Tango skirts, which are slit open in the front to allow for movement and often feature tiers of ruffles, developed with the tango dance, which originated in Argentina.
Many designers today take strong inspiration from Latin American fashion and culture. Rebecca Minkoff presented her Spring 2014 Ready-to-Wear collection at New York Fashion Week. The collection was inspired by the styles of Latin American women.
Models had their hair styled in a Frida Kahlo-esque manner. Minkoff said that she drew inspiration from the traditional styles of Latin American attire and combined it with their lively spirit and energy.
Her collection featured playful styles of shorts, flirty skirts, flowy dresses and cropped jackets. A Latin American flair is clearly demonstrated with the embroidered and cut-out details. She combines this with with a hint of sportswear (striped mesh).
The typical dress for Latin Americans can have dramatically different meanings, whether you're in a village in the Andes or in a predominantly latino neighborhood in Miami, Florida.
Due to the several influences on Latin America, including the indigenous clothing as well as European and American influences, much of their clothing has been modernized. 21st century Latin American clothing clearly differs from clothing of the Mayan/Inca/Aztec times. Many styles have gone out of functionality through times, but are wore for traditional festivals and such. Other styles have remained popular, while some fused with with each other.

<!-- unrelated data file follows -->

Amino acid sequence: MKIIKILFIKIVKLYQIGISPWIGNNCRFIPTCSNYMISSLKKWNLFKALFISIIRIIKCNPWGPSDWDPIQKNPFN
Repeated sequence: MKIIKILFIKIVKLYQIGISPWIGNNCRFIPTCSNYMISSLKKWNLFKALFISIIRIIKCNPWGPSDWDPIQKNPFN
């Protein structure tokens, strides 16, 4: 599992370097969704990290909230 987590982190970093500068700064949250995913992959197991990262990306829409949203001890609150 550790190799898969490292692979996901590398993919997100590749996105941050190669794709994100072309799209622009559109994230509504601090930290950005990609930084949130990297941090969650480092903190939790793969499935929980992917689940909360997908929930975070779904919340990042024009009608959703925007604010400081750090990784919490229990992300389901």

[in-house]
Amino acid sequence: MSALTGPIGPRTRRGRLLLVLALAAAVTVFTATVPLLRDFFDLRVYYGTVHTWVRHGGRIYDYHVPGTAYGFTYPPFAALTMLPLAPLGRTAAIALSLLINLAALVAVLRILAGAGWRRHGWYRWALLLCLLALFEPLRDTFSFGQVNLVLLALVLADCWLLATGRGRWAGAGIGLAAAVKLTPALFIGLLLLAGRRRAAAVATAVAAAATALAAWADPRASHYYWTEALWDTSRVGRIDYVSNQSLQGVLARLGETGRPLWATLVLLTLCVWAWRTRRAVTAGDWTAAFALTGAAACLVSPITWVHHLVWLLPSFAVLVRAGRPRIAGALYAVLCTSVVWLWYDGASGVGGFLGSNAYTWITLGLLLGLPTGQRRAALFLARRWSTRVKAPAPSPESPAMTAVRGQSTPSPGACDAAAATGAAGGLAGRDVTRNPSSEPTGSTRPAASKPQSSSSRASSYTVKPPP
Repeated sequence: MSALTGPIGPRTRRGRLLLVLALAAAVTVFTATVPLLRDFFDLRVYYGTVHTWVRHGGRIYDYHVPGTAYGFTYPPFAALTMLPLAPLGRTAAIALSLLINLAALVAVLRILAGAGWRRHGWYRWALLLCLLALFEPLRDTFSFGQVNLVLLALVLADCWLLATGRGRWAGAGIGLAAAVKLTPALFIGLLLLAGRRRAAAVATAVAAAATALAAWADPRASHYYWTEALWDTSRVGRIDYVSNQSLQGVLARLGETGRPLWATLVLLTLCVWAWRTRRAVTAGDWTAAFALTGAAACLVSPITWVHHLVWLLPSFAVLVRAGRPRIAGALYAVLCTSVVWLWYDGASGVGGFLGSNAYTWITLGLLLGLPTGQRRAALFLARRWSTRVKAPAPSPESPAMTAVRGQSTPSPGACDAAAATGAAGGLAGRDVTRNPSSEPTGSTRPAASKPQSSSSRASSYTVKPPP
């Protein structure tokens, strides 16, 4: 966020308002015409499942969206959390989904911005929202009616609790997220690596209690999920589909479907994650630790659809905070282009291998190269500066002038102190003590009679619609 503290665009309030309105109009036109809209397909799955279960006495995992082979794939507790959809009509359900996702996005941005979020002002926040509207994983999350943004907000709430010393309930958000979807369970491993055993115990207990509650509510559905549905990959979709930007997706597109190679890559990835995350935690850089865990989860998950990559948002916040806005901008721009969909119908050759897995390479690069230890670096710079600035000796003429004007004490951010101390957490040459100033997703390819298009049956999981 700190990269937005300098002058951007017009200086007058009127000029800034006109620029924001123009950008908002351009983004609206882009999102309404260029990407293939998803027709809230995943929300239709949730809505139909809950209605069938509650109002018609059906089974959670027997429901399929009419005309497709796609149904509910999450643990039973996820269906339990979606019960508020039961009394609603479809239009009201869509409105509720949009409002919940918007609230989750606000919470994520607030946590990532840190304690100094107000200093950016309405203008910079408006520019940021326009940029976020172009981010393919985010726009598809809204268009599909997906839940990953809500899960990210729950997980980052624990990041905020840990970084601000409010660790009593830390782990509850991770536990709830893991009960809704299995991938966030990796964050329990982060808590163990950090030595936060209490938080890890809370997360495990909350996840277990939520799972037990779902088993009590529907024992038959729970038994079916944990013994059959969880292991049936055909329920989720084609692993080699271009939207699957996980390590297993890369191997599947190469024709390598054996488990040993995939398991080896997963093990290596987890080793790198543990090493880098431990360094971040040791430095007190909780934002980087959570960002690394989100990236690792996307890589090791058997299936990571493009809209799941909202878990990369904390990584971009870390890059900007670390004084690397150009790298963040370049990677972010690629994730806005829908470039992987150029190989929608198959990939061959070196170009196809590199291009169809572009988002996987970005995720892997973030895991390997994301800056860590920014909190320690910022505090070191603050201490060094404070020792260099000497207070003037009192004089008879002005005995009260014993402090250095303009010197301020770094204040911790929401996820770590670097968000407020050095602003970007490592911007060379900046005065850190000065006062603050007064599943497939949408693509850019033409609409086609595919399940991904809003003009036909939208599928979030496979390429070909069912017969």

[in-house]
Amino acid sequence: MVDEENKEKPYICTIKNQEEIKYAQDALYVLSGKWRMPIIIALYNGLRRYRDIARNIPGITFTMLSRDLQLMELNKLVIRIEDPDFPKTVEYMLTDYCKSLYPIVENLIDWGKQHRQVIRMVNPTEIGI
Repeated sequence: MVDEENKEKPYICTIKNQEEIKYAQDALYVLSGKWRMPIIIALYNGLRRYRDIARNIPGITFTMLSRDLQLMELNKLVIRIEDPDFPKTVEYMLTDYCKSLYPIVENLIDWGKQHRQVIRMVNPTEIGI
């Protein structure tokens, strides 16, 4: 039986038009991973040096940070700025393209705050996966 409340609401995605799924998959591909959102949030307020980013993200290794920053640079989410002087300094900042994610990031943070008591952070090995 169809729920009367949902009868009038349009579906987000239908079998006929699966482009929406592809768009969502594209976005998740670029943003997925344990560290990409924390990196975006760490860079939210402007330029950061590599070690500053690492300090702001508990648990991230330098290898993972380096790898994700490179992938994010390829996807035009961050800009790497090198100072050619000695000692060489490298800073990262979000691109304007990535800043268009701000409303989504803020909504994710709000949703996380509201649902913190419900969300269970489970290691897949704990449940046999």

After the Spanish conquest around 1532, upper-class male natives wore a combination of Inca and Spanish clothes: knee-length tunics and tight-fitting Spanish knee breeches. In the Mexican city of Guanajuato, traditional women's garb consisted of four skirts decorated with frills, braid and ribbon and layered one atop the other. The back of the topmost skirt had a little train, a nod to the flamenco dresses worn by Spanish women. With their skirts, women wore white short-sleeved peasant blouses with embroidered necklines and beaded shawls.
Traditional outfits are typically worn for festivals and major events to show the countries' culture and pride. These outfits are generally colorful and vibrant. Traditional clothing is very diverse throughout Latin America.